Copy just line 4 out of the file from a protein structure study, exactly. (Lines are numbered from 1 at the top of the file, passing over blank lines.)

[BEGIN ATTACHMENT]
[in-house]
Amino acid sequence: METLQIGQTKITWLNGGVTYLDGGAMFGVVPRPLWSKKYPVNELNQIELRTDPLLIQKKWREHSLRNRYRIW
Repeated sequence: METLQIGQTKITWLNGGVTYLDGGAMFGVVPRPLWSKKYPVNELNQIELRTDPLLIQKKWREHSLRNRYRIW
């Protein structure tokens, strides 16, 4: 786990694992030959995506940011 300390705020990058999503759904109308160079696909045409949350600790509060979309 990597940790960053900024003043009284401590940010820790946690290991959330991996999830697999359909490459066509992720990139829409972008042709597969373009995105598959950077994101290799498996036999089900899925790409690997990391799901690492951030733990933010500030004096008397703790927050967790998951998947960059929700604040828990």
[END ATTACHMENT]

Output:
């Protein structure tokens, strides 16, 4: 786990694992030959995506940011 300390705020990058999503759904109308160079696909045409949350600790509060979309 990597940790960053900024003043009284401590940010820790946690290991959330991996999830697999359909490459066509992720990139829409972008042709597969373009995105598959950077994101290799498996036999089900899925790409690997990391799901690492951030733990933010500030004096008397703790927050967790998951998947960059929700604040828990």